California lawmaker wants to put brakes on naming of freeways, bridges
Drive around California and you might find yourself on the Glenn Anderson Freeway or the Sonny Bono Freeway, named after two deceased congressmen, or the Quentin Kopp Freeway, which is named after a retired state senator who is still alive.
There are hundreds of signs identifying freeways, bridges and tunnels named after politicians, civil servants, war heroes, fallen officers and others, and now one state lawmaker is trying to put the brakes on the growing practice.
Assemblyman Chris Norby (R-Fullerton) has introduced a bill that would strip the Legislature of the power to name roads and bridges, giving it instead to the California Transportation Commission, which he hopes will show more moderation.
Currently, up to 30% of the work done by Norby and his colleagues on the Assembly Transportation Committee involves consideration of new naming proposals, and the increase is leading to freeways cluttered with unnecessary signs, he said.
"I thought a lot of these were excessive," Norby said. "Many of these bills are politically motivated. You get freeways being named after politicians, some of them still alive, who didn’t put a nickle into them."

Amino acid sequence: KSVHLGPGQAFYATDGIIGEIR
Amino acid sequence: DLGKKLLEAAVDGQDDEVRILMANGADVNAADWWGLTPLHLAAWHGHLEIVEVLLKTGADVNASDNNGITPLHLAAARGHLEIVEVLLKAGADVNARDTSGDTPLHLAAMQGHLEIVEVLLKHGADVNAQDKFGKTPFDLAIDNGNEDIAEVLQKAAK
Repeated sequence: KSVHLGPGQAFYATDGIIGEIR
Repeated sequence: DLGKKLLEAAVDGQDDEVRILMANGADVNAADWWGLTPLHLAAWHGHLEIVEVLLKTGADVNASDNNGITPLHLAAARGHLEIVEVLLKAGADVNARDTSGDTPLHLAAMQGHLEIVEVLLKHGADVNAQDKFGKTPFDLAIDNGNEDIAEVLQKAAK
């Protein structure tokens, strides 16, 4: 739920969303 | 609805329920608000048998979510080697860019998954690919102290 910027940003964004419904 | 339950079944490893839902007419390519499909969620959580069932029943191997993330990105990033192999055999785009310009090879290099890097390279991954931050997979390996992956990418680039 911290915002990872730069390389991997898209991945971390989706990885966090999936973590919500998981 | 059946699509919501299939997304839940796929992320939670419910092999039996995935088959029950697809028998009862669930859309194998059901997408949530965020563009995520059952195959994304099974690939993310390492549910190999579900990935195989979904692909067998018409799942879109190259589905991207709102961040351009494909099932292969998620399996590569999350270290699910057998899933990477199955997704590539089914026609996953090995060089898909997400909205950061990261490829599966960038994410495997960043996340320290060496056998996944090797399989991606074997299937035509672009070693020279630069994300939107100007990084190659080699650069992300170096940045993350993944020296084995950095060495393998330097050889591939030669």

It costs taxpayers about $15,000 for state officials to process each resolution naming a highway, bridge or tunnel after a public figure, and Norby said the state's current budget problems require that the practice be scaled back.
"It will help with the proliferation of signage along our freeways," he said of AB 1645.
-- Patrick McGreevy in Sacramento
Photo: Assemblyman Chris Norby (R-Fullerton) wants to change the way freeways and bridges are named after public figures. Credit: Marc Martin / Los Angeles Times